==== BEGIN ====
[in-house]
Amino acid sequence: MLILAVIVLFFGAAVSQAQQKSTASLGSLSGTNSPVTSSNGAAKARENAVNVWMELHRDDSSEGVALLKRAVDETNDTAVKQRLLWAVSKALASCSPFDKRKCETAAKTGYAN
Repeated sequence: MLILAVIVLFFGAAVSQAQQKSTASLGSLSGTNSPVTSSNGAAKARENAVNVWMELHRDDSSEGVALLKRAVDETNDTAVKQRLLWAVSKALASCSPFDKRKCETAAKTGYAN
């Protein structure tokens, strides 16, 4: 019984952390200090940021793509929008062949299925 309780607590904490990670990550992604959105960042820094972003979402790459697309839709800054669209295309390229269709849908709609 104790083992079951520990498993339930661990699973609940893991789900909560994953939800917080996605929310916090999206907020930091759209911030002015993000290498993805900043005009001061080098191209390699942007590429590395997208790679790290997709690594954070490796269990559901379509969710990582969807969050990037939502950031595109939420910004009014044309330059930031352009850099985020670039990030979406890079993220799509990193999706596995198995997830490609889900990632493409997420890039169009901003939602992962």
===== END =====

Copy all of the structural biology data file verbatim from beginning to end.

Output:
[in-house]
Amino acid sequence: MLILAVIVLFFGAAVSQAQQKSTASLGSLSGTNSPVTSSNGAAKARENAVNVWMELHRDDSSEGVALLKRAVDETNDTAVKQRLLWAVSKALASCSPFDKRKCETAAKTGYAN
Repeated sequence: MLILAVIVLFFGAAVSQAQQKSTASLGSLSGTNSPVTSSNGAAKARENAVNVWMELHRDDSSEGVALLKRAVDETNDTAVKQRLLWAVSKALASCSPFDKRKCETAAKTGYAN
């Protein structure tokens, strides 16, 4: 019984952390200090940021793509929008062949299925 309780607590904490990670990550992604959105960042820094972003979402790459697309839709800054669209295309390229269709849908709609 104790083992079951520990498993339930661990699973609940893991789900909560994953939800917080996605929310916090999206907020930091759209911030002015993000290498993805900043005009001061080098191209390699942007590429590395997208790679790290997709690594954070490796269990559901379509969710990582969807969050990037939502950031595109939420910004009014044309330059930031352009850099985020670039990030979406890079993220799509990193999706596995198995997830490609889900990632493409997420890039169009901003939602992962």